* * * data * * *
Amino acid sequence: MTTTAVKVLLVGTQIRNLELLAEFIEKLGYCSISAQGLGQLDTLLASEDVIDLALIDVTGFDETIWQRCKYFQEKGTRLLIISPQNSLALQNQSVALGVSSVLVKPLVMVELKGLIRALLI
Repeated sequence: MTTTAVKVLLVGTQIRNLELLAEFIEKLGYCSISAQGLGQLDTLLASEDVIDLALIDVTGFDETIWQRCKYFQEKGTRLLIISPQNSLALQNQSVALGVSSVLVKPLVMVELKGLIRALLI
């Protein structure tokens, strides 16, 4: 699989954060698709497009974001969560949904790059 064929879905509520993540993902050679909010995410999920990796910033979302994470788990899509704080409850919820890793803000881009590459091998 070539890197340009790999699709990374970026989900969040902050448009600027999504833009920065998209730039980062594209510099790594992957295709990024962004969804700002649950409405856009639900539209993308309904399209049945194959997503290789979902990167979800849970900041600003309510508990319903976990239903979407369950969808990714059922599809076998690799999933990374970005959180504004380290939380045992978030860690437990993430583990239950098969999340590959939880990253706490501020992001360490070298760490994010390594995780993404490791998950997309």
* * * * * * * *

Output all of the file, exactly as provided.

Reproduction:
Amino acid sequence: MTTTAVKVLLVGTQIRNLELLAEFIEKLGYCSISAQGLGQLDTLLASEDVIDLALIDVTGFDETIWQRCKYFQEKGTRLLIISPQNSLALQNQSVALGVSSVLVKPLVMVELKGLIRALLI
Repeated sequence: MTTTAVKVLLVGTQIRNLELLAEFIEKLGYCSISAQGLGQLDTLLASEDVIDLALIDVTGFDETIWQRCKYFQEKGTRLLIISPQNSLALQNQSVALGVSSVLVKPLVMVELKGLIRALLI
């Protein structure tokens, strides 16, 4: 699989954060698709497009974001969560949904790059 064929879905509520993540993902050679909010995410999920990796910033979302994470788990899509704080409850919820890793803000881009590459091998 070539890197340009790999699709990374970026989900969040902050448009600027999504833009920065998209730039980062594209510099790594992957295709990024962004969804700002649950409405856009639900539209993308309904399209049945194959997503290789979902990167979800849970900041600003309510508990319903976990239903979407369950969808990714059922599809076998690799999933990374970005959180504004380290939380045992978030860690437990993430583990239950098969999340590959939880990253706490501020992001360490070298760490994010390594995780993404490791998950997309």